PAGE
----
Download figure to PowerPoint

[8] This scatter can be explained by taking into account the film rupture dynamics, and in particular its typical rupture time τburst [Vidal et al., 2006; Divoux et al., 2008]. It is approximated, from the experimental data, as the time necessary for the overpressure at the cavity bottom to drop from +ΔP to −Pint. The characteristic film rupture time is compared to the propagation time τprop of the acoustic wave inside the tube, defined as

  • equation image

where c is the sound velocity (c = 340 m/s).

[9] The experiment indicates that the initial relative amplitude PintP is a strongly decreasing function of the ratio τburst/τprop (Figure 3a). In other words, for a given geometry, the larger the characteristic rupture time is, the smaller is the amount of energy transferred to the resonant modes [Vidal et al., 2006]. For τburst/τprop > 1, we observe a drastic drop in the amplitude Pint of the signal inside the cavity. Long cavities (large aspect ratio, e.g., α = 23) are not sensitive to the film rupture time, as they always fulfill the condition τburst < τprop. In this case, the acoustic amplitude inside the tube well approaches the initial overpressure, and PintP ≃ 1 (Figures 2 and 3a). To the contrary, for short cavities, the system is sensitive to the film rupture time, which is on the order of τprop, and a large scatter is observed. The uncontrolled bubble rupture time thus accounts for the scatter of the acoustic energy measured outside the cavity (Pext, see section 4).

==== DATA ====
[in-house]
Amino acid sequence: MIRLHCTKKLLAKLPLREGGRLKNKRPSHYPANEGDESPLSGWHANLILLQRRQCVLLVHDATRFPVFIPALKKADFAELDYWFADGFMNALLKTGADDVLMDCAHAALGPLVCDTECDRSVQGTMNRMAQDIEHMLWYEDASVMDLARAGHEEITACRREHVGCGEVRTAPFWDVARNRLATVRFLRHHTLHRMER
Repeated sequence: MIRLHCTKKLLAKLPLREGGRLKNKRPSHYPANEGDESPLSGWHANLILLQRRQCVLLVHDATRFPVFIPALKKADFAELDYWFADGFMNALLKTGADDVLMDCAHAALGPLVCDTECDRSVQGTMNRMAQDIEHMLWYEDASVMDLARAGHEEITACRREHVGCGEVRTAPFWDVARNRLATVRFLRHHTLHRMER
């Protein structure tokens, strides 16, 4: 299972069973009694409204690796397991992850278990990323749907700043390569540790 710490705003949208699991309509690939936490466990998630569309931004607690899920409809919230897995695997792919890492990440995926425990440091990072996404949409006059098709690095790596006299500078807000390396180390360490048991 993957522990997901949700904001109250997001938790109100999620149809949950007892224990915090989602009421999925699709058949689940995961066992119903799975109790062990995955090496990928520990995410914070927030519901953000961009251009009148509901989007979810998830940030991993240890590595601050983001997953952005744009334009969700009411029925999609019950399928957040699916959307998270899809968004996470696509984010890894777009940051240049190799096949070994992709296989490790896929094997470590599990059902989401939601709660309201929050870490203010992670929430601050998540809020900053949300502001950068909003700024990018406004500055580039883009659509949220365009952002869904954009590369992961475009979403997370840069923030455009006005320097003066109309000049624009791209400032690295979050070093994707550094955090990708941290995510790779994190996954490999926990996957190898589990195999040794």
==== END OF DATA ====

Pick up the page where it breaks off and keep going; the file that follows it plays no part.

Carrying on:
image